Five seeking Law Society seats shed political labelsTop News | Maisy Mok 22 Jul 2021
Five lawyers will stand in the election for council members of the Law Society of Hong Kong next month, saying they do not want political labels for their professional group.
For the election on August 24, five new members will be chosen.
Careen Wong Hau-yan, who was supported by pro-Beijing lawmaker Junius Ho Kwan-yiu in the past election, announced yesterday that she will stand for reelection.
Four other lawyers also declared their candidacy: Tom Fu Ka-min, Ronald Sum Kwan-ngai, Justin Yuen Hoi-ying and Jimmy Chan Kwok-ho.
The five declared that they do not belong to any camp, despite some potentially seeing them as pro-establishment.
Wong said she would maintain neutrality and professionalism.
"How will society trust our lawyers if we bring political factors and issues to the Law Society? [If so,] our analysis and opinion will not be made from a legal, professional standpoint," she added.
"We will not categorize ourselves as any camp. We will stick to the objective that we are lawyers, and each will do their best to follow professional ethics."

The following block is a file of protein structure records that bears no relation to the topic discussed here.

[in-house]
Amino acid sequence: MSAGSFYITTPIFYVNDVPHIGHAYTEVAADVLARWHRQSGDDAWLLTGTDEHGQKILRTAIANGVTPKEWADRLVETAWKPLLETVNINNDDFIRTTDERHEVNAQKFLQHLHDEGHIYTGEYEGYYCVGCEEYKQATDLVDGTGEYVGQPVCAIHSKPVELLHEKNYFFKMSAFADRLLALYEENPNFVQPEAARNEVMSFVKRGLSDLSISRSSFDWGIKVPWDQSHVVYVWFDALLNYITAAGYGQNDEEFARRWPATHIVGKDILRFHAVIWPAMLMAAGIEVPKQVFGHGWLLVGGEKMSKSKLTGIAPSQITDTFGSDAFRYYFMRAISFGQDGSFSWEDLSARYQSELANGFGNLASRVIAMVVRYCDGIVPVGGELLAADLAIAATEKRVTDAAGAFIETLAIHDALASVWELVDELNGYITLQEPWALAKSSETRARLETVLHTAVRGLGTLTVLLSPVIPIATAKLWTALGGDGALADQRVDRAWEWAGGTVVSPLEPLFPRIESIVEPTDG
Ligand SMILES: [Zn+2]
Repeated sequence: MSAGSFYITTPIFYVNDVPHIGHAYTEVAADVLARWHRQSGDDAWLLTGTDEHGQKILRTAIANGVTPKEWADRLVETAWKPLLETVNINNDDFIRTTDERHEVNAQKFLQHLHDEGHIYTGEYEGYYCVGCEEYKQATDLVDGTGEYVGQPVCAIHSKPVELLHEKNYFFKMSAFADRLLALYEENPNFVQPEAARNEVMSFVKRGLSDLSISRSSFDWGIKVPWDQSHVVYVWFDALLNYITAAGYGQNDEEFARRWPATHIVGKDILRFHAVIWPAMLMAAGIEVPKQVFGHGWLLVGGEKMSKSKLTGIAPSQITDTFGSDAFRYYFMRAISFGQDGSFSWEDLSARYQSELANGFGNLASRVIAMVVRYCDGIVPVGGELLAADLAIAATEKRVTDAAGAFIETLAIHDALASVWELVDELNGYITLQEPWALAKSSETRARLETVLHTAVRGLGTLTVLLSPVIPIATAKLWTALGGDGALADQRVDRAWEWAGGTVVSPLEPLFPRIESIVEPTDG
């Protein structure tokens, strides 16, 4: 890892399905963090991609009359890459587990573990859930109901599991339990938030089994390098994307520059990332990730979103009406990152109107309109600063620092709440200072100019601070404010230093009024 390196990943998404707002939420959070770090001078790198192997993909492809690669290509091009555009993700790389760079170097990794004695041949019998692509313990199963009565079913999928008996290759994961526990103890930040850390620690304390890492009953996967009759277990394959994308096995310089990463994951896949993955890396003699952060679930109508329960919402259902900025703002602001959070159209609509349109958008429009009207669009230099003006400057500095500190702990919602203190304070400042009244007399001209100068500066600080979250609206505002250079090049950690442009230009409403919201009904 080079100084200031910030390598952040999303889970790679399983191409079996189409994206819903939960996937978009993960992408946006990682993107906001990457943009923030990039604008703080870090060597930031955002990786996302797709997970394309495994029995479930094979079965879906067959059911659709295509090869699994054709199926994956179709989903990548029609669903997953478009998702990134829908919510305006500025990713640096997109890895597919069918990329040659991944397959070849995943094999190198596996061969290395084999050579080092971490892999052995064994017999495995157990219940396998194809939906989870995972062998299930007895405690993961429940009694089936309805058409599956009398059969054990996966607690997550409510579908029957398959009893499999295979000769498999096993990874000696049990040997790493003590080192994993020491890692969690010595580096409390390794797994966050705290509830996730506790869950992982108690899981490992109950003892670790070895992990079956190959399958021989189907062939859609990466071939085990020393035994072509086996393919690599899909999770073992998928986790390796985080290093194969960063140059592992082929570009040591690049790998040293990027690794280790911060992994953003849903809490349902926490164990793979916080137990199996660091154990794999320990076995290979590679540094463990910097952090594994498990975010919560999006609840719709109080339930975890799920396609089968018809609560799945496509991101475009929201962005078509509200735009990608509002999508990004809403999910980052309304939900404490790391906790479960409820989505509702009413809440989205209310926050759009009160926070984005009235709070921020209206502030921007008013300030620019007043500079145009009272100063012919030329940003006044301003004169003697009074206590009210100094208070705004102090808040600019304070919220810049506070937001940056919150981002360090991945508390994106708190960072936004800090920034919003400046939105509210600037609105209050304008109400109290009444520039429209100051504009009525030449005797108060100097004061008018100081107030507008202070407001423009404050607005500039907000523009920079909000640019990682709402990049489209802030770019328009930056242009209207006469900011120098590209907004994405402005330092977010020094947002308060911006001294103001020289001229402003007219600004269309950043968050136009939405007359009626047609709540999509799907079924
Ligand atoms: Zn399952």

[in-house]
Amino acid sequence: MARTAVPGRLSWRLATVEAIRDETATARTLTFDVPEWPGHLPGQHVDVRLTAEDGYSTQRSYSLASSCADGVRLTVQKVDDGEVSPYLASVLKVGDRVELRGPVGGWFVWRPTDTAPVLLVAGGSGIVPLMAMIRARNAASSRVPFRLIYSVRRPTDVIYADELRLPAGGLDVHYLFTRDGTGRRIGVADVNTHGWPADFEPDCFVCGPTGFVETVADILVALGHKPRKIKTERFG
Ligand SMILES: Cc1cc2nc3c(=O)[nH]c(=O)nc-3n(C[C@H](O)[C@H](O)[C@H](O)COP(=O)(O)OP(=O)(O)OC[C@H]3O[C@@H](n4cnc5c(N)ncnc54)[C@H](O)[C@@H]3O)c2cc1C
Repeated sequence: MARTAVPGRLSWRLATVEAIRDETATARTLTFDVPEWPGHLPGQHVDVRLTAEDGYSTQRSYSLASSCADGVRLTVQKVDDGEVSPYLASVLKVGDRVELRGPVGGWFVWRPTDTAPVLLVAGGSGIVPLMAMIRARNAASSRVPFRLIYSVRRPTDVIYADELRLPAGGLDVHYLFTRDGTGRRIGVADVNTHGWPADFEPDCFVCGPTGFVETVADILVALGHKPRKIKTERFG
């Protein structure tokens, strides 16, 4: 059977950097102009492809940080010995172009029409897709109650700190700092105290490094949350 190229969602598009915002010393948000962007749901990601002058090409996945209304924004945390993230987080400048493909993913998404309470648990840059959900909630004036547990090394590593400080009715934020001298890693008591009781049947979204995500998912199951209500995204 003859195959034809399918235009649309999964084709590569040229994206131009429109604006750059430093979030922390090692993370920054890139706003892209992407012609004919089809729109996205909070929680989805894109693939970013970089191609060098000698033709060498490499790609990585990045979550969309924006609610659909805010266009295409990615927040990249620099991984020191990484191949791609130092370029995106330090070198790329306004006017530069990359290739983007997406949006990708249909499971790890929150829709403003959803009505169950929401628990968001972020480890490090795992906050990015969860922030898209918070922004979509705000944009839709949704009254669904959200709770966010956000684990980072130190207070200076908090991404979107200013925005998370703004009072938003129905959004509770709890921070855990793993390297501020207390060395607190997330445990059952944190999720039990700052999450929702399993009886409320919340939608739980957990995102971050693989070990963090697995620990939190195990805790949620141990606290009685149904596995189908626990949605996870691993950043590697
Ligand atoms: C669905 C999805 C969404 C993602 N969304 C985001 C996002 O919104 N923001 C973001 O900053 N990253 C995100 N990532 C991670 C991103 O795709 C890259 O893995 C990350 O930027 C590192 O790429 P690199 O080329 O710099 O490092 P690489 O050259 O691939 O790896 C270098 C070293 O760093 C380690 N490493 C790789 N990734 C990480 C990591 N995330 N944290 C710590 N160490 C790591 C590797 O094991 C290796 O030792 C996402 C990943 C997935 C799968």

There are allegations that the government may take away the Law Society's power as a regulatory body if "liberal" candidates are elected.
Sum said whether regulating power will be stripped has no relevance to their team, saying the most important thing is whether the Law Society can perform its duty.
Another candidate, Chan, said he is committed to promoting equal rights for LGBT and ethnic minority communities.
He added that lawmaker Ho's recent criticism of the hit drama Ossan's Love is "old-fashioned."
Ho criticized the show for opposing Chinese traditional family views and said the promotion of homosexuality may be a breach of the national security law.
One of the candidates, Yuen, is a member of the Chinese People's Political Consultative Conference's Fangchenggang committee. He said he will not bring politics into the Law Society.
Currently, there are 20 Law Society council members, seven of whom are from the "liberal camp," which will dominate the council if candidates from the camp win four or more seats in the coming election.